MESSAGE IN THE MOVIES
Photo: Walt Disney Pictures
Directed by James Gunn. Starring Chris Pratt, Zoe Saldana Rated PG-13
I am not in the habit of reviewing films in the Marvel Comic Universe. Generally speaking, these movies are entertaining and fun but often simply just a way to mix and match superhero characters and villains, setting up enough of a plot (with assorted cliffhangers) to warrant the next entries in the series. In other words, there’s often not much message in the movie.
However, with Guardians of the Galaxy, Vol. 2, we have a sequel that not only surpasses the excellence of the first film, but develops characters in a way that allows each of them to grow in relationship with one another, revealing strengths and flaws along the way.
As in the first movie, the action revolves around a particular object that the guardians possess and that someone else wants. Since the guardians obtain these devices through deceit and thievery, they clearly are not on the moral high ground but slightly better than their adversaries. Action, comedy, and wisecracks propel the story along.
The self-proclaimed leader is Peter Quill (Pratt) (who also likes to go by the name of Star Lord), a human who was beamed into a spaceship on the evening of his mother’s death. The other guardians are Gamora (Saldana), the green-skinned daughter of Thanos, Drax (David Bautista), a muscular heavyweight, Rocket (voiced by Bradley Cooper), a raccoon with an attitude (don’t call him a raccoon or any other woodland animal); and Baby Groot (voiced by Vin Diesel) the animated sapling that was grown from his father, Groot, a sentient tree, who perished in the first film.
Every guardian is dealing with issues about family and relationship. Peter has never known his father, but his birth in many ways parallels that of Jesus Christ. His mother (Laura Haddock) raised him from infancy and he was conceived from her union with a Celestial being. Peter meets his father (Kurt Russell) for the first time in this film, and their reunion is filled with joy and pain. Peter discovers new powers within that transcend everything that came before. He also must contend with a father who uses omnipotence irresponsibly. Is this a birthright that Peter should claim?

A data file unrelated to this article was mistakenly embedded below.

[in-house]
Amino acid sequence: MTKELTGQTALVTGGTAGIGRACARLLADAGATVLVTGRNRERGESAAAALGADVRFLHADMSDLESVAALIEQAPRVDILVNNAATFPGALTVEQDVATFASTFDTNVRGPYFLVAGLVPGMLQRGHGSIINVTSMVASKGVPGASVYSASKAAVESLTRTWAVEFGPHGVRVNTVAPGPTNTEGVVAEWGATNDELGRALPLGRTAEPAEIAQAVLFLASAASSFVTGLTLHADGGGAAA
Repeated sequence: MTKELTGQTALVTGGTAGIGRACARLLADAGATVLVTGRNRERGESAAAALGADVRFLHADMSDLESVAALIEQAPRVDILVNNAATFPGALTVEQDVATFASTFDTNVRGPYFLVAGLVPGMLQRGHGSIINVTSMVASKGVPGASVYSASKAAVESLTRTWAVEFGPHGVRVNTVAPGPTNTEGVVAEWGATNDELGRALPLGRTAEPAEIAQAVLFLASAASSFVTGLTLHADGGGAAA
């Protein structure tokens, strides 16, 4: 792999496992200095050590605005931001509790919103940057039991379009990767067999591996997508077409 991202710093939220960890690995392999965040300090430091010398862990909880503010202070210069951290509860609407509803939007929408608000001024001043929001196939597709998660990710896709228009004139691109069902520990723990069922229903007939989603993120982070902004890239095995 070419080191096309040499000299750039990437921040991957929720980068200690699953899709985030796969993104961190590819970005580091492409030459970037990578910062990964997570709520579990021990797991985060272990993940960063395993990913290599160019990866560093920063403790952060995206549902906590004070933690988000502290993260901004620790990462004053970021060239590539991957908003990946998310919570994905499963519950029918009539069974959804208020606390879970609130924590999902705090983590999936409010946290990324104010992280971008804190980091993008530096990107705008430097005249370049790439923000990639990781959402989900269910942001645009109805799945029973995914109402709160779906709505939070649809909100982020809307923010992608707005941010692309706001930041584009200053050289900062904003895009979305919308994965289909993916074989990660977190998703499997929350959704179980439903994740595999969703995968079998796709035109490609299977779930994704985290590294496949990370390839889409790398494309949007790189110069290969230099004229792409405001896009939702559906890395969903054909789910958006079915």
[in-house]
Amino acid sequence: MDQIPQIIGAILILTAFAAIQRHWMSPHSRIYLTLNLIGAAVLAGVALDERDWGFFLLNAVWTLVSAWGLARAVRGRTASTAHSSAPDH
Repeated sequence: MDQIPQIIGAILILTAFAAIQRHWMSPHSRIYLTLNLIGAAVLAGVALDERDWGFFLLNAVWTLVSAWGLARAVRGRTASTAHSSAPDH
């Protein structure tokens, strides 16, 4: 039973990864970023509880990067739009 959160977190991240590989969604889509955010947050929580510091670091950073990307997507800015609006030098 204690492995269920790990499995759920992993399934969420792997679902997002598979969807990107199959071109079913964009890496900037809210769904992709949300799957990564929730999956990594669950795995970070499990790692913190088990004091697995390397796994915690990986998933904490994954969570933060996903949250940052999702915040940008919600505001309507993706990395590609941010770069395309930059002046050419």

Yondu (Michael Rooker) is a blue-skinned Ravager who raised Peter as a child but is now called into duty to kill the guardians. His conflict of interest is deftly handled as he develops a close bonding with Rocket. Drax cultivates a growing friendship with Mantis (Pom Klementieff), an insecure but powerful ally to their team. Gamora must contend with her sister Nebula (Karen Gillan); although they are at odds with one another, they both come out of an abusive family background.
The film is optimistic and hopeful about relationships and the value of close friendships. Christians often underestimate how much our faith is founded on the ties that bind. Some fortunate persons are born into loving families; everyone deserves love and friendship. Jesus invites us to love God and to love others, including enemies, because you never can tell what wonderful possibilities can be created. If this ragtag bunch of misfits can discover family, there’s hope for us all.
Four halos: An entertaining Marvel movie that is also a surprising celebration of family.
Three pitchforks: Fairly frequent swearing; some mild sexual innuendos; many sci-fi deaths of humans and creatures of all shapes and sizes; thefts and deceptions; a lesser god with many character flaws.
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Rev. Bruce Batchelor-Glader
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